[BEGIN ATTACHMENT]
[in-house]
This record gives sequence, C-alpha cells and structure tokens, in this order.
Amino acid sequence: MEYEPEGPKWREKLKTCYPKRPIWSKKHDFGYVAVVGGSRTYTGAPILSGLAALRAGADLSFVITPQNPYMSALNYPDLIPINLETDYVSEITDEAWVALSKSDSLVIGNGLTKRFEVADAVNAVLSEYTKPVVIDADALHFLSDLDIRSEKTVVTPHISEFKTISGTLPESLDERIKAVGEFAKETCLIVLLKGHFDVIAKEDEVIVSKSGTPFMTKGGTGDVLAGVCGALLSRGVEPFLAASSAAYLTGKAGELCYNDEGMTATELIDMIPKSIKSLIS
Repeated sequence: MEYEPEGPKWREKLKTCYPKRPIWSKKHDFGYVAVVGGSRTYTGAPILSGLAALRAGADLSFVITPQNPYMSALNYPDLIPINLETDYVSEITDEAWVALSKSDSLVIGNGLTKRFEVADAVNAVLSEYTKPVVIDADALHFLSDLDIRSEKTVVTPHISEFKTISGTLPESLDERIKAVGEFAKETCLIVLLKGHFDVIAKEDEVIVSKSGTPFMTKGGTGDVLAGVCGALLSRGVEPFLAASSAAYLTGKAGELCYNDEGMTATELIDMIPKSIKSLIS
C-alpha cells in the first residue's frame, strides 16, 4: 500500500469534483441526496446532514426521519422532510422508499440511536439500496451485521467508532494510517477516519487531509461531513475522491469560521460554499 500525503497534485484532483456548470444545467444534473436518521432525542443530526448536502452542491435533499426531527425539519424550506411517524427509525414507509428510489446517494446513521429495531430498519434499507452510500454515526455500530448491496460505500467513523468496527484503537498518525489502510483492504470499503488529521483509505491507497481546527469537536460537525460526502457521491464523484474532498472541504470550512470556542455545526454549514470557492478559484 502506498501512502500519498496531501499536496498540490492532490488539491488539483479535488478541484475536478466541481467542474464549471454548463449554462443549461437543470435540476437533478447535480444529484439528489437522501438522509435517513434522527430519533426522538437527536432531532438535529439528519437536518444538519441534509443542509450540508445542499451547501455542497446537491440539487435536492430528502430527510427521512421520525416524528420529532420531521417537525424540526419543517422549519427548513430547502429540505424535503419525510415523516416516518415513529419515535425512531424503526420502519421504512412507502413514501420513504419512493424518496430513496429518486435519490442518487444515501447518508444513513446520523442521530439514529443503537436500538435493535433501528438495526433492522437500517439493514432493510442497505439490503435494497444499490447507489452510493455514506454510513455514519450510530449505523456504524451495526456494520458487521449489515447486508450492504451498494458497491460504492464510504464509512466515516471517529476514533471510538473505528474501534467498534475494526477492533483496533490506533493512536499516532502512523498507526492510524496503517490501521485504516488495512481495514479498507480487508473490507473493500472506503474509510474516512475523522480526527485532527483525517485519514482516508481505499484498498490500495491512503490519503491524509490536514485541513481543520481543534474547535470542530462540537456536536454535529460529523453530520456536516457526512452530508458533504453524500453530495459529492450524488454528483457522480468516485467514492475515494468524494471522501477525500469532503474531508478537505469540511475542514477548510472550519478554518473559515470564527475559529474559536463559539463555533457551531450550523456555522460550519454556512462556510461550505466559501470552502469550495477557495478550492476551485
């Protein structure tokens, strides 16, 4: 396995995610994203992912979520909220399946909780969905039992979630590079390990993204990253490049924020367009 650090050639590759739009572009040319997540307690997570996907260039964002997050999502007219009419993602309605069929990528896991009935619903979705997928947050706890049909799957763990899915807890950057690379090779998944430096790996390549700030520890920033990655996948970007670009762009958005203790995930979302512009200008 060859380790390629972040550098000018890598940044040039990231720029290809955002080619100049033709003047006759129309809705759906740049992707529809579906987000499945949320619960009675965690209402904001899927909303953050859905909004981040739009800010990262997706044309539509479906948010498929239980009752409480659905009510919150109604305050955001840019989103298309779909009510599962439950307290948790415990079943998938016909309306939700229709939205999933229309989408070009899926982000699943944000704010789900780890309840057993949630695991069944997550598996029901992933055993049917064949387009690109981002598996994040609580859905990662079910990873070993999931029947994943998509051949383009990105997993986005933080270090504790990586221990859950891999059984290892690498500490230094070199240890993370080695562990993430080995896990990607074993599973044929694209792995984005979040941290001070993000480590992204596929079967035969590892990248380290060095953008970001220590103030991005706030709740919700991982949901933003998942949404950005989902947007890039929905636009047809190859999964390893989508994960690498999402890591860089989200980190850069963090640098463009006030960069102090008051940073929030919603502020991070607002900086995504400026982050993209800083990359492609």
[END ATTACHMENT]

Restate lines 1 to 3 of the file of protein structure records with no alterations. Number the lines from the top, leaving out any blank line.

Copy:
[in-house]
This record gives sequence, C-alpha cells and structure tokens, in this order.
Amino acid sequence: MEYEPEGPKWREKLKTCYPKRPIWSKKHDFGYVAVVGGSRTYTGAPILSGLAALRAGADLSFVITPQNPYMSALNYPDLIPINLETDYVSEITDEAWVALSKSDSLVIGNGLTKRFEVADAVNAVLSEYTKPVVIDADALHFLSDLDIRSEKTVVTPHISEFKTISGTLPESLDERIKAVGEFAKETCLIVLLKGHFDVIAKEDEVIVSKSGTPFMTKGGTGDVLAGVCGALLSRGVEPFLAASSAAYLTGKAGELCYNDEGMTATELIDMIPKSIKSLIS